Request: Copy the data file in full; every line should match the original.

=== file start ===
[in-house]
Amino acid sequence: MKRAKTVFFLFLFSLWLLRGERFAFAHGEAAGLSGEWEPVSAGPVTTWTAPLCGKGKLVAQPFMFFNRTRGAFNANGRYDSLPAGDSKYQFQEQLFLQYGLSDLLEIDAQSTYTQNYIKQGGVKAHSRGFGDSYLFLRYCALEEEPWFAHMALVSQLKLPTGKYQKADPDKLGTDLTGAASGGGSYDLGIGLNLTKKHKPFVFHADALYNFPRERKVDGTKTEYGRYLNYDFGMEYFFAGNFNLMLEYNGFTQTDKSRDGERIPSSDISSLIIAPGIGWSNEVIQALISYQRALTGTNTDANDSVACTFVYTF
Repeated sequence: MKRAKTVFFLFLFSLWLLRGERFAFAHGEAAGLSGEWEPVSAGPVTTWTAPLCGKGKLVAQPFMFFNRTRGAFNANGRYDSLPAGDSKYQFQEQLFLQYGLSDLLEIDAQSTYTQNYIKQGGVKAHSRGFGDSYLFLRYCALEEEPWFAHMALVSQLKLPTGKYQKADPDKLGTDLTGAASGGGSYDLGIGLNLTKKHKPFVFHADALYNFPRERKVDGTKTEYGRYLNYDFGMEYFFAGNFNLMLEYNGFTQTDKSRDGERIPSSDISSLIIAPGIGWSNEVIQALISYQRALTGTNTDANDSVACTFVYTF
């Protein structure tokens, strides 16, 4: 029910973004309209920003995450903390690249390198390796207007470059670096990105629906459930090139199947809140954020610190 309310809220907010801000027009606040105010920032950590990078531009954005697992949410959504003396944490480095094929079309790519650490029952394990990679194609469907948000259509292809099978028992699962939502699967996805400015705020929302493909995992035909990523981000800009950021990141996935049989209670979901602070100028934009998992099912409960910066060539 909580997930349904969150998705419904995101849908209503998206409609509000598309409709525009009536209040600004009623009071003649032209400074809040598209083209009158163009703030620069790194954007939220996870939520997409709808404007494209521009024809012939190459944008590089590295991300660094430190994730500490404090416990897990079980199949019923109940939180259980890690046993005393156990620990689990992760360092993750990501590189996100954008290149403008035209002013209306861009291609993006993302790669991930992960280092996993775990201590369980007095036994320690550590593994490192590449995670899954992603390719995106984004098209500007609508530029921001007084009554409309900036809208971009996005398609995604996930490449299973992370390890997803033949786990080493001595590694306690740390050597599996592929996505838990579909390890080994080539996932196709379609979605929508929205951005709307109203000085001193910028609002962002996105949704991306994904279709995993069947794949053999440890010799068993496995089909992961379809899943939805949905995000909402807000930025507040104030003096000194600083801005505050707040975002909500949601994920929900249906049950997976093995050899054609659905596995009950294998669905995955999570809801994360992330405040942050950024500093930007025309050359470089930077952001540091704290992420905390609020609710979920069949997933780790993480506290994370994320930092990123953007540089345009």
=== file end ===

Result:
[in-house]
Amino acid sequence: MKRAKTVFFLFLFSLWLLRGERFAFAHGEAAGLSGEWEPVSAGPVTTWTAPLCGKGKLVAQPFMFFNRTRGAFNANGRYDSLPAGDSKYQFQEQLFLQYGLSDLLEIDAQSTYTQNYIKQGGVKAHSRGFGDSYLFLRYCALEEEPWFAHMALVSQLKLPTGKYQKADPDKLGTDLTGAASGGGSYDLGIGLNLTKKHKPFVFHADALYNFPRERKVDGTKTEYGRYLNYDFGMEYFFAGNFNLMLEYNGFTQTDKSRDGERIPSSDISSLIIAPGIGWSNEVIQALISYQRALTGTNTDANDSVACTFVYTF
Repeated sequence: MKRAKTVFFLFLFSLWLLRGERFAFAHGEAAGLSGEWEPVSAGPVTTWTAPLCGKGKLVAQPFMFFNRTRGAFNANGRYDSLPAGDSKYQFQEQLFLQYGLSDLLEIDAQSTYTQNYIKQGGVKAHSRGFGDSYLFLRYCALEEEPWFAHMALVSQLKLPTGKYQKADPDKLGTDLTGAASGGGSYDLGIGLNLTKKHKPFVFHADALYNFPRERKVDGTKTEYGRYLNYDFGMEYFFAGNFNLMLEYNGFTQTDKSRDGERIPSSDISSLIIAPGIGWSNEVIQALISYQRALTGTNTDANDSVACTFVYTF
């Protein structure tokens, strides 16, 4: 029910973004309209920003995450903390690249390198390796207007470059670096990105629906459930090139199947809140954020610190 309310809220907010801000027009606040105010920032950590990078531009954005697992949410959504003396944490480095094929079309790519650490029952394990990679194609469907948000259509292809099978028992699962939502699967996805400015705020929302493909995992035909990523981000800009950021990141996935049989209670979901602070100028934009998992099912409960910066060539 909580997930349904969150998705419904995101849908209503998206409609509000598309409709525009009536209040600004009623009071003649032209400074809040598209083209009158163009703030620069790194954007939220996870939520997409709808404007494209521009024809012939190459944008590089590295991300660094430190994730500490404090416990897990079980199949019923109940939180259980890690046993005393156990620990689990992760360092993750990501590189996100954008290149403008035209002013209306861009291609993006993302790669991930992960280092996993775990201590369980007095036994320690550590593994490192590449995670899954992603390719995106984004098209500007609508530029921001007084009554409309900036809208971009996005398609995604996930490449299973992370390890997803033949786990080493001595590694306690740390050597599996592929996505838990579909390890080994080539996932196709379609979605929508929205951005709307109203000085001193910028609002962002996105949704991306994904279709995993069947794949053999440890010799068993496995089909992961379809899943939805949905995000909402807000930025507040104030003096000194600083801005505050707040975002909500949601994920929900249906049950997976093995050899054609659905596995009950294998669905995955999570809801994360992330405040942050950024500093930007025309050359470089930077952001540091704290992420905390609020609710979920069949997933780790993480506290994370994320930092990123953007540089345009």